Given the focus of the book, it is fitting that the first chapter is dedicated to the <head>, the section of an HTML file that exists outside the bounds of the visible body content. Thomas Rickert examines the role of the <head> in relation with that of the <body> (for an analysis of the latter, see Bay), comparing the setup in HTML to the head/body binary proposed by Descartes and indicative of a perspective not fully reflective of the potential for distributed community possible through hypertext communication.
Rickert observes that recommendation-based protocol has the potential to replace rule-based control (and in fact is already a fundamental component of Internet communication); rather than building a rigidly hierarchical system in which top-down control is easy to maintain, Berners-Lee and the other developers of hypertext transfer protocol (HTTP) set up a system for data transmission that works in an almost "anarchic" fashion (Galloway, as cited in Rickert, 2010, p. 11). To an extent, this is evidenced by the range of declared document rulesets at the beginning of any HTML file (although this is not explicitly discussed by Rickert, since they occur before the <head>)—one website might tell a browser to interpret its code as strict XHTML 1.0, while another might list its code as transitional HTML 4.01, while another still might use HTML 5.0 (declared simply as "html," in stark contrast to the more detailed declarations for other rulesets). In each of these cases, a web browser has the potential to interpret the code somewhat differently (although there is obviously an overwhelming number of overlapping rules) and display the page's content accordingly. But this is outside the scope of the <head>—so how does this example demonstrate Rickert's argument?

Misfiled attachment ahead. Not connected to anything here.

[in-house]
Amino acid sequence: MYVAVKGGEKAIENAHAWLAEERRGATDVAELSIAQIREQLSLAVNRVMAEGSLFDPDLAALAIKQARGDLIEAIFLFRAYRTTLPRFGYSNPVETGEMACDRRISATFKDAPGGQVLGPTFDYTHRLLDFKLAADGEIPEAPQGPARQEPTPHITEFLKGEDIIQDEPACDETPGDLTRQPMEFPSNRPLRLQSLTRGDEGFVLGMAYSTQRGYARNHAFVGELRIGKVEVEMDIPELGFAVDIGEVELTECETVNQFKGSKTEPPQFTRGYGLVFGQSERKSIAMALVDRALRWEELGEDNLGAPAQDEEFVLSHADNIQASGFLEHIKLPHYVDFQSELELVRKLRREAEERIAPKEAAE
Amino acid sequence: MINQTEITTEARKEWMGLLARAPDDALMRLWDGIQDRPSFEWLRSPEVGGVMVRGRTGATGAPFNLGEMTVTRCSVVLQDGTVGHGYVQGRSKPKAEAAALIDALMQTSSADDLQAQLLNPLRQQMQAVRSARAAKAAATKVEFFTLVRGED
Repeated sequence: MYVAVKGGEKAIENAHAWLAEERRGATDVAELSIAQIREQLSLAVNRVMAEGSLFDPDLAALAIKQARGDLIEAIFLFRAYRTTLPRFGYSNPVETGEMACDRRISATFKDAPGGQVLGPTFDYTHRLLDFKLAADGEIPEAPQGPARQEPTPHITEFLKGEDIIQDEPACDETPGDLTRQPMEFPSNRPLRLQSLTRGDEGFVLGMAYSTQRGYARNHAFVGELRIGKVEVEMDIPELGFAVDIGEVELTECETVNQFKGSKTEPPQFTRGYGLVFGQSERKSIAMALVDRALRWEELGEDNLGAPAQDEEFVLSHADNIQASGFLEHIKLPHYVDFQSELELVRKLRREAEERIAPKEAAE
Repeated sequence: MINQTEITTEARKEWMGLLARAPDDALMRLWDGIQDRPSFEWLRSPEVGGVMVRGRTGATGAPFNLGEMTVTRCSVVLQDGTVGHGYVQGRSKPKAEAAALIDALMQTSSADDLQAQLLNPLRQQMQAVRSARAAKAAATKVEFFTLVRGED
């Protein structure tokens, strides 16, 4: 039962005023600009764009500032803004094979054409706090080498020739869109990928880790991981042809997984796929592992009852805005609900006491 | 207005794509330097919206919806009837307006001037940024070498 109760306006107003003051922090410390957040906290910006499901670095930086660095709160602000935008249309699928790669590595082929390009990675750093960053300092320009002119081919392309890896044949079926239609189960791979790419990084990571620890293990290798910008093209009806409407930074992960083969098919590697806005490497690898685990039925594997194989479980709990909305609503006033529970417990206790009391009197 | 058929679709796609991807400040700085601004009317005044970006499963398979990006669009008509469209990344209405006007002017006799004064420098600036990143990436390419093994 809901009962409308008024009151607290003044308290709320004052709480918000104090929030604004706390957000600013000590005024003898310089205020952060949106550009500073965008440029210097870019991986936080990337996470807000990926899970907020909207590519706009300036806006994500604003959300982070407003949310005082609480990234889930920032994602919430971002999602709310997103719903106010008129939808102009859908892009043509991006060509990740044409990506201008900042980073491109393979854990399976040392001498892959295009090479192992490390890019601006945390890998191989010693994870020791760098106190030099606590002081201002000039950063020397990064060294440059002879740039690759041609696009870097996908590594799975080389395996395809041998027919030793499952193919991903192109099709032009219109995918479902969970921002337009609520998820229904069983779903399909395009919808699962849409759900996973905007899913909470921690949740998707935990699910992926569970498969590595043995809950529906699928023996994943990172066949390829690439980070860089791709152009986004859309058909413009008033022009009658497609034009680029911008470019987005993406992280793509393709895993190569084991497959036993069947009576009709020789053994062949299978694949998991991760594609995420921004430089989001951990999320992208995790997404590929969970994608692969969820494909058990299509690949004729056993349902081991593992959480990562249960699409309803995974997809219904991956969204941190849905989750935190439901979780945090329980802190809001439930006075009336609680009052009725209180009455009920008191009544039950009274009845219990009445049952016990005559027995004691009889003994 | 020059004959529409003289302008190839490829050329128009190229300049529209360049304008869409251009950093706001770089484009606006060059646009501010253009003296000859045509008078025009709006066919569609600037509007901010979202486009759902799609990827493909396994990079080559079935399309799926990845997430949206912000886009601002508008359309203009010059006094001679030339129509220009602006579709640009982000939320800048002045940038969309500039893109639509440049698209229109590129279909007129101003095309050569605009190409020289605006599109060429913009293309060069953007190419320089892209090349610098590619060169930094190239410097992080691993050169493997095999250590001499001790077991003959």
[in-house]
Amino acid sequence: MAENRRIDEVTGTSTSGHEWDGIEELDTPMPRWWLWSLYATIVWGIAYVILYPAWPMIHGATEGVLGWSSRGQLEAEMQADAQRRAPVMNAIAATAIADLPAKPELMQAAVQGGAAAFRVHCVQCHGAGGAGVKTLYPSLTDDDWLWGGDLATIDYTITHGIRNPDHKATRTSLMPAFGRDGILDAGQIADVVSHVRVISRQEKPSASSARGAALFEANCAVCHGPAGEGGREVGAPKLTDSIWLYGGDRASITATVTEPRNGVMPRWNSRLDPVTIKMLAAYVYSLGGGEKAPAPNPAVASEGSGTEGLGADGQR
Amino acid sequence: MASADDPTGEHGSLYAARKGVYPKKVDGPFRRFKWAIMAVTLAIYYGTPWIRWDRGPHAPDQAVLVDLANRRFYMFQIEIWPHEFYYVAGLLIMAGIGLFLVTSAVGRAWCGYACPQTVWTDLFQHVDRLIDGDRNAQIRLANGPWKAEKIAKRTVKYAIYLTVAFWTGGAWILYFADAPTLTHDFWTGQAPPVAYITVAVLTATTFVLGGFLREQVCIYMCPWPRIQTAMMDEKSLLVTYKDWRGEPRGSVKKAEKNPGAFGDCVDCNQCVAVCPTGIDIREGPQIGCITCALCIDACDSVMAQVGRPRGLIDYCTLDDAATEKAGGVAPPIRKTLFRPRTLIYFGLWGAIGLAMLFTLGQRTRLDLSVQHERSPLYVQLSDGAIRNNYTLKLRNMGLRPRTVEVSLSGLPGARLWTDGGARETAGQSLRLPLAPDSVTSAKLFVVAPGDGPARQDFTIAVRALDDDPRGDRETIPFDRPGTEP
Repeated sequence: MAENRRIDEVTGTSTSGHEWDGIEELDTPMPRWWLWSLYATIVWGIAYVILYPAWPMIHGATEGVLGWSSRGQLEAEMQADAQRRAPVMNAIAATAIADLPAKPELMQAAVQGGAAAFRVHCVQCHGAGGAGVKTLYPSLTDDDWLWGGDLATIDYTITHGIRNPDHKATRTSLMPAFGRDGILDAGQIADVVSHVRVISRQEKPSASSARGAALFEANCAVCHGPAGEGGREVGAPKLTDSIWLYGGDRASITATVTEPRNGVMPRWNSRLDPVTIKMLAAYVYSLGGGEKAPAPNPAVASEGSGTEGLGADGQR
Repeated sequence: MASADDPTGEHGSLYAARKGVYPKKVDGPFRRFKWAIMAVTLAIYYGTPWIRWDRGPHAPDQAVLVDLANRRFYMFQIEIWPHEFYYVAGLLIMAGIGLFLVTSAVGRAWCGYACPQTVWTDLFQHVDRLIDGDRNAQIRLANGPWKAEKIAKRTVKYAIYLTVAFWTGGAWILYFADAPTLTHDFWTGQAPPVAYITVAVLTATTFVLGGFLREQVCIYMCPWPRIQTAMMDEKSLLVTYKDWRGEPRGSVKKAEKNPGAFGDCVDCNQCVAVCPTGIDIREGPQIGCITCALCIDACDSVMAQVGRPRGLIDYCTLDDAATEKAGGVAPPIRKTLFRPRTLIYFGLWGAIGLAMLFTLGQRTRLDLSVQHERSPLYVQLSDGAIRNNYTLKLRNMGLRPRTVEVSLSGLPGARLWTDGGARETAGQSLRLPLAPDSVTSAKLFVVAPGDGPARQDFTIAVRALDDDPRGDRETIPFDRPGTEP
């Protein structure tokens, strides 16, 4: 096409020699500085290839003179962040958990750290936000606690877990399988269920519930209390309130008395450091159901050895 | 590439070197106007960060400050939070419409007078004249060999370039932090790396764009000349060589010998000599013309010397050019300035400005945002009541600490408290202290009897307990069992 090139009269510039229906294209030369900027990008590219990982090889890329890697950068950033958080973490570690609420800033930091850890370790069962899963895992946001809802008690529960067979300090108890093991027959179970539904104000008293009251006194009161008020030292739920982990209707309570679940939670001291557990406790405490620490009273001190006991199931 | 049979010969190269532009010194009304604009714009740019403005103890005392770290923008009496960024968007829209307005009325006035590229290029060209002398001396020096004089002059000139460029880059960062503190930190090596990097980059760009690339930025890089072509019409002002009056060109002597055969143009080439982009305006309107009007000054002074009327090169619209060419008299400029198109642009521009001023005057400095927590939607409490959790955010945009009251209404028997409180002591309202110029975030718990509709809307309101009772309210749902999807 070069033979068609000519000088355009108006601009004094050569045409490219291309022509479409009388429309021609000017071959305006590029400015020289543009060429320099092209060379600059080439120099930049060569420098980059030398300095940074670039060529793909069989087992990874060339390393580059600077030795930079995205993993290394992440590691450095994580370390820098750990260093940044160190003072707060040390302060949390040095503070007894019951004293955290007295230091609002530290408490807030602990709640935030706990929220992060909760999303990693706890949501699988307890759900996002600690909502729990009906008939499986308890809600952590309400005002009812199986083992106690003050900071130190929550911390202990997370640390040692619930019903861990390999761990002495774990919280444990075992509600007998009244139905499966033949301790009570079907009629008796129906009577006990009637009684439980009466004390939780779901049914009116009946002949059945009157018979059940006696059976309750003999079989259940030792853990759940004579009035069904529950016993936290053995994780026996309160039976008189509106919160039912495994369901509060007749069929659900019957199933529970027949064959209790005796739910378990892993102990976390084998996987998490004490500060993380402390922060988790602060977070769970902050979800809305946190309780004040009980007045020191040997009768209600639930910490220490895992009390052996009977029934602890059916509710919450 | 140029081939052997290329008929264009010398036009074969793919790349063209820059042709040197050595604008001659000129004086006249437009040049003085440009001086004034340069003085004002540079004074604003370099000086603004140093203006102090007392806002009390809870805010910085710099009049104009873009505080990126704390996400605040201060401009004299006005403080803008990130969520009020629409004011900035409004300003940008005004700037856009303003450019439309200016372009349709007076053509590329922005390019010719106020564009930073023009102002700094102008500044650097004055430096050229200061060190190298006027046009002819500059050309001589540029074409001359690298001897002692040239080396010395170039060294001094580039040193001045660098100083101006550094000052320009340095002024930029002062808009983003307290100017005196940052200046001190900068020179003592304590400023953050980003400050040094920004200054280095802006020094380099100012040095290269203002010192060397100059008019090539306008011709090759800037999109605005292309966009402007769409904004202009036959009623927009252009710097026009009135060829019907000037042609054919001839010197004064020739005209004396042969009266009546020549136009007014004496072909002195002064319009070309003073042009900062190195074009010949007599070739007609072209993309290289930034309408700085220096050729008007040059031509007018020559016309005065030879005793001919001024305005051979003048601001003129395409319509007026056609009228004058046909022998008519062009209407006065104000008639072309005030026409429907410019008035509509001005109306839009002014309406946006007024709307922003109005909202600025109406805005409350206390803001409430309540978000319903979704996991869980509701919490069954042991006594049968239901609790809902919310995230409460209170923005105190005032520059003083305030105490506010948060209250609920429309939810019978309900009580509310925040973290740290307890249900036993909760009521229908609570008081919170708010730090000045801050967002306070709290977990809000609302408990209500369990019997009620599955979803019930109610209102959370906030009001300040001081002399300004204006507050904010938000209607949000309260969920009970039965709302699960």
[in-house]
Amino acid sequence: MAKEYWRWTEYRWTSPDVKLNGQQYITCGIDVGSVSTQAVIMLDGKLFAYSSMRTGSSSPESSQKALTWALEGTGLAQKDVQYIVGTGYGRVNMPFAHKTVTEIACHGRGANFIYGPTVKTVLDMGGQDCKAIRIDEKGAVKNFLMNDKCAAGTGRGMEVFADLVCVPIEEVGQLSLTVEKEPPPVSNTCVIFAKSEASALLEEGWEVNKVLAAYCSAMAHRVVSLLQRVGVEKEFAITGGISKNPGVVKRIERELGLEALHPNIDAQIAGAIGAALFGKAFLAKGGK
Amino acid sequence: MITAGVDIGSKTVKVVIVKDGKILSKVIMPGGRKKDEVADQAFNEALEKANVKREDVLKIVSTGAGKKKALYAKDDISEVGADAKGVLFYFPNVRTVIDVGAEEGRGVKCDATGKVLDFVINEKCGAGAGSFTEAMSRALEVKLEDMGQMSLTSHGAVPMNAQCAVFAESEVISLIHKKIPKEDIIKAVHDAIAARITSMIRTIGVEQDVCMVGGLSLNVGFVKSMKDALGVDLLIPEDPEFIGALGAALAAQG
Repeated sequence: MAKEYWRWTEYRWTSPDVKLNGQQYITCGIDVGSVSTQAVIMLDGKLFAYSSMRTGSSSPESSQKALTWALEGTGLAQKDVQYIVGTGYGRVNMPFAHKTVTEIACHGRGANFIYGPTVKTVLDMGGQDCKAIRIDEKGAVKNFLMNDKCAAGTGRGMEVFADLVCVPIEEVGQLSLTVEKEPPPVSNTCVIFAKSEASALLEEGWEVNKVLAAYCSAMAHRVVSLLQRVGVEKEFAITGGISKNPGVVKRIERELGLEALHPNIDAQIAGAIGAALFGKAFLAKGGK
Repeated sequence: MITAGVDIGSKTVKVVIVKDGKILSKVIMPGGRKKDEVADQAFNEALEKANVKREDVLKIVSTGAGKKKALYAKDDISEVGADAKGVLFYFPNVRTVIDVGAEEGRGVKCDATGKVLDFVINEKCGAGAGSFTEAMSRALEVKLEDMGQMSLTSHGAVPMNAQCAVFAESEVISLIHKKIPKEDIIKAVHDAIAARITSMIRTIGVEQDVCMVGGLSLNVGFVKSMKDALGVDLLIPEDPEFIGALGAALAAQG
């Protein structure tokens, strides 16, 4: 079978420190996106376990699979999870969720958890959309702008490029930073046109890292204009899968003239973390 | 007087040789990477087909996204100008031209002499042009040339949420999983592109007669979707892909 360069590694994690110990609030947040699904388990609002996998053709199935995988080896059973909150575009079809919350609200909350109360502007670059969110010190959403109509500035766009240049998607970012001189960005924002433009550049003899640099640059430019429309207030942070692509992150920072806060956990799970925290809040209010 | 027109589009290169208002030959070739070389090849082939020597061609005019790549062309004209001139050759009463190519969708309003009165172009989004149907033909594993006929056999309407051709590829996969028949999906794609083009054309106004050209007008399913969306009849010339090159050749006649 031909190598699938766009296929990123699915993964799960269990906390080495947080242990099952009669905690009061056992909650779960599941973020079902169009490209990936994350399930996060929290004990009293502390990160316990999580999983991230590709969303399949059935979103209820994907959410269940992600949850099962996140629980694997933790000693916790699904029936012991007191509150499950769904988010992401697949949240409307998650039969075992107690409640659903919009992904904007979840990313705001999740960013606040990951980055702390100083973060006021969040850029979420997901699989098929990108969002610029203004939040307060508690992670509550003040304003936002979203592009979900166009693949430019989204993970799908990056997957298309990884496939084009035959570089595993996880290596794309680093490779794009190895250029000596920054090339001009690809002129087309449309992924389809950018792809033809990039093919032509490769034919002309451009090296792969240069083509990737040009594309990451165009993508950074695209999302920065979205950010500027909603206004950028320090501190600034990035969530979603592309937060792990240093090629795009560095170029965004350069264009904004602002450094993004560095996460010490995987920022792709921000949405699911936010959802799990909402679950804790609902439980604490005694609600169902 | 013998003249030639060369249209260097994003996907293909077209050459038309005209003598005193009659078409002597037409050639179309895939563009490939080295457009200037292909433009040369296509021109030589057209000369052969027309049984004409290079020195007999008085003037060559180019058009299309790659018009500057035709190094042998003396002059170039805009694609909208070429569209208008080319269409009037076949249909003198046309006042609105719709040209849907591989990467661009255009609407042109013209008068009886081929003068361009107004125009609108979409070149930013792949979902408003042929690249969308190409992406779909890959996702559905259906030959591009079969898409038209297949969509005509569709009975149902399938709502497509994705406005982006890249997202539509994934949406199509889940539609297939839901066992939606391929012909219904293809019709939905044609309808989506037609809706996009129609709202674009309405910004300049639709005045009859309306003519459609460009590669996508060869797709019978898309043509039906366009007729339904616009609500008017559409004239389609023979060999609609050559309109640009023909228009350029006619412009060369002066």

Because browser programs are capable of interpreting HTML files individually from one another with these distinct rule sets, they demonstrate protocol in action: the rules imposed upon the author of a given HTML file (in terms of what he or she can provide within and through the file) are not nearly as restrictive as the rules chosen by the author for the browser to apply to the file when it is viewed. The inclusion of metadata (data about data—in this case, data about the content within the <body>) within the <head> reflects the flexibility of protocol: while <style> rules listed in the <head> are applied to <body>, the metadata listed within the <head> do not necessarily have to describe what is provided in the <body> but nonetheless—until recently—that metadata served to organize and rank pages in various search engines. Rickert notes that "[Protocol] is a model of how control emerges precisely where it seems to have evacuated" (p. 16). As a result of this invisible relationship, while <body> appears to provide the "real" content of a given page, it is in the <head> where the protocols of style and metadata capitalize on the influence of possibility-through protocol.